Tim Ronca • California Squares
Please introduce yourself: what’s your name, where are you from, what do you do?
My name is Tim Ronca. I’m originally from Westchester, New York, but currently live in Los Angeles where I work in film and television.
What is your relationship with photography? How did you get into it & and what keeps you interested/ motivated?
As a kid, I was very image driven – drawing/sketching for hours on end, as well as spending quite a bit of time flipping through my parents’ photo albums. As I got a bit older, I developed a love for classic movies and eventually wound up going to film school, where I learned the basic tenets of lighting and how to compose a frame. I bought my first DSLR about a year or so after graduation with the intent of capturing better quality images of my family and friends and things just kind of progressed from there.
As far as what keeps me motivated, firstly, I’d have to say, the road. I love exploring places I haven’t been and revisiting places I feel I haven’t been long enough. Lately, I’ve also been listening to podcasts – mainly interviews with photographers I admire. Living in LA, I’m also fortunate enough to be able to frequent a number of art bookstores with large selections of photo books.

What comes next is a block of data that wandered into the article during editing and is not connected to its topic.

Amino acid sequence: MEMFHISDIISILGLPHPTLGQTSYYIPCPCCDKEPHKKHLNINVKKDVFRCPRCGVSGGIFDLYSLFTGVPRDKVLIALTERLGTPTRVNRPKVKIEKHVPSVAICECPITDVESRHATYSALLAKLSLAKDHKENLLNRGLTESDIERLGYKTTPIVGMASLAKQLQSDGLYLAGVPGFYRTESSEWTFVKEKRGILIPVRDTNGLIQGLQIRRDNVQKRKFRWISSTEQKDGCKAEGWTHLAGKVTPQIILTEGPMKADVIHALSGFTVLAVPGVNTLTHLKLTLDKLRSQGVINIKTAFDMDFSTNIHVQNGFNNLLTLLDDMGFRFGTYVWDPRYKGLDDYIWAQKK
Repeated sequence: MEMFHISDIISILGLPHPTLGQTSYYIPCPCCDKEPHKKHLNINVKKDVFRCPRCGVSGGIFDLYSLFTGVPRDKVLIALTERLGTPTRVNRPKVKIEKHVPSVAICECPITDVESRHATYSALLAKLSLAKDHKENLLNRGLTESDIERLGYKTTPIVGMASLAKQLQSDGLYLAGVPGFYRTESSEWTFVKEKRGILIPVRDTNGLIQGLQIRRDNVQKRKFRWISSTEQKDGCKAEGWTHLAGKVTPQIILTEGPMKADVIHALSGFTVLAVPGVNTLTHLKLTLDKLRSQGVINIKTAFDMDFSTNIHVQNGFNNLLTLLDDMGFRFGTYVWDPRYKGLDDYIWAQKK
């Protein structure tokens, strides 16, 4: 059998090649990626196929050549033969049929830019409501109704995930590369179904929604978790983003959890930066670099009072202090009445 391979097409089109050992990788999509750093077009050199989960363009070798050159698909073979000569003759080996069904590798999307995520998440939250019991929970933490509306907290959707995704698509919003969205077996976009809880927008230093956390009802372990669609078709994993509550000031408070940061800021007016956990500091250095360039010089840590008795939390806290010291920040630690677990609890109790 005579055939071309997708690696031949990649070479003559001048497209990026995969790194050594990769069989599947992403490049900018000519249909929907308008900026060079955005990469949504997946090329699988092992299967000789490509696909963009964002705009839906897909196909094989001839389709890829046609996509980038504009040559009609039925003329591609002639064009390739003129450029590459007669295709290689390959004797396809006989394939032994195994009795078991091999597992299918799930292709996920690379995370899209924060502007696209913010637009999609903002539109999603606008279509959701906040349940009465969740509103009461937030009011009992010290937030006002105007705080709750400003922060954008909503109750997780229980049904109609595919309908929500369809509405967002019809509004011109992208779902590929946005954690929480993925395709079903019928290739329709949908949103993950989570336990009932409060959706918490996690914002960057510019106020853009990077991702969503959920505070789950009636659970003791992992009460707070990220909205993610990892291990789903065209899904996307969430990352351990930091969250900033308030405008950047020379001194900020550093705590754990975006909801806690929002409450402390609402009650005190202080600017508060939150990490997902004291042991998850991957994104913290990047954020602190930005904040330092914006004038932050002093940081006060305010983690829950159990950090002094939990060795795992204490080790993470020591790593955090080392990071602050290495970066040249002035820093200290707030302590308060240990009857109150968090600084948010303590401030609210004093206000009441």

Tell me about your project „California Squares“, what was the driving force behind creating it? What was your intention, and how did you come up with the Idea?
I had just recently moved to Los Angeles and was trying to make sense of my new surroundings. The California sunshine, car culture, and desert landscape were a far cry visually from what I had been exposed to growing up in the northeast United States. I picked up a Hasselblad that a buddy of mine was selling and used that camera as an excuse to get out and explore. The 6×6 square format of the Hasselblad was different from what I was used to but I was inspired by the work of Jeff Brouws and Steve Fitch. I started seeing some patterns in the images I was taking and started to sequence them. As far as naming the series, I wanted to keep it simple and just let the images sort of speak for themselves.
What are you currently working on, and – if there is – what is your next project/ journey?
I’m currently working on a project documenting small towns along Route 66. I’m fascinated by places and spaces that haven’t changed much in an age of technology, for better or for worse. Visually, these towns lie in stark contrast to the increasing commercial/corporate landscape that I feel America has become.